“Families must spend more time together in work and recreation. Family home evenings should be scheduled once a week as a time for recreation, work projects, skits, songs around the piano, games, special refreshments, and family prayers. Like iron links in a chain, this practice will bind a family together, in love, pride, tradition, strength, and loyalty.

      “Family study of the scriptures should be the practice in our homes each Sabbath day.

      Daily devotionals are also a commendable practice, where scripture reading, singing of hymns, and family prayer are a part of our daily routine.” [source]

      I believe it was the quote above that gave me the idea to have an official “family devotional” rather than just family scripture study and prayer.

      Our Family Devotional goes like this:
      1. Scripture reading
      2. Thank You Jar
      3. Prayer
      I hope, as Tevia grows up, to enrich our devotional to become something like this:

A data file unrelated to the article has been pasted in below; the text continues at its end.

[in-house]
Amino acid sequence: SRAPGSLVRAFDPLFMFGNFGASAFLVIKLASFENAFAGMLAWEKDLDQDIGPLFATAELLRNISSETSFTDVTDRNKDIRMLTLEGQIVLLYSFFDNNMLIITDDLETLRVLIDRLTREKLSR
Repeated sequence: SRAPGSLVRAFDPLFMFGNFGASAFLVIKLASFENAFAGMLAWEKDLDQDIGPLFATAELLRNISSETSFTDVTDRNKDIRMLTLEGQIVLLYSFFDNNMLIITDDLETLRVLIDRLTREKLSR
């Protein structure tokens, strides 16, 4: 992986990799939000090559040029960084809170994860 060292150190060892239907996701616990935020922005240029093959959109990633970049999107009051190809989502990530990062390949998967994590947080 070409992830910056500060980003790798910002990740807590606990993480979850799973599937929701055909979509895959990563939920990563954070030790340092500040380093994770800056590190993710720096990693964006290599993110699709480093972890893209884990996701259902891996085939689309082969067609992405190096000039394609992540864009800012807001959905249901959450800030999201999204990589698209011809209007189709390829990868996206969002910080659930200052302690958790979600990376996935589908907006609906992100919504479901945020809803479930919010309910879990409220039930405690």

1. Song
      2. Scripture reading & brief discussion
      3. Thank You Jar
      4. Review plans for the next day
      5. Prayer
      We have our Family Devotional early in the evening, shortly after the dinner dishes have been cleaned up and before putting Tevia to bed.  (Sometimes an evening walk or drive is included before or after our devotional to help Tevia relax.)

      The Thank You Jar

      The idea of a “Thank You Jar” started a few years ago in my own family.  The idea is similar to keeping a gratitude journal, but for the entire family to share.  I’m not even sure who came up with the idea or why we started it in the first place.

      What you need:
      • 1 jar
      • 1 writing utensil for each family member
      • 1 small piece of paper for each family member

      The Thank You Jar
      Our fancy jar

      Each person completes these sentences on their slip of paper:
      1. I am thankful for…
      2. A blessing I saw today was…
      Then he or she flips the paper over, writes his or her name and the date on the back, and folds the paper in half.  The jar is then passed around and each person drops in their folded piece of paper.

      Once the jar is full, the papers are read aloud to the entire family and you find out what your family really is grateful for!

      Nearly full thank you jar
      It's nearly full!

      Since we want Tevia to understand what we are doing when we write on our pieces of paper, we each read what we wrote down before we put them in the jar.  Maybe we will always do it this way – who knows!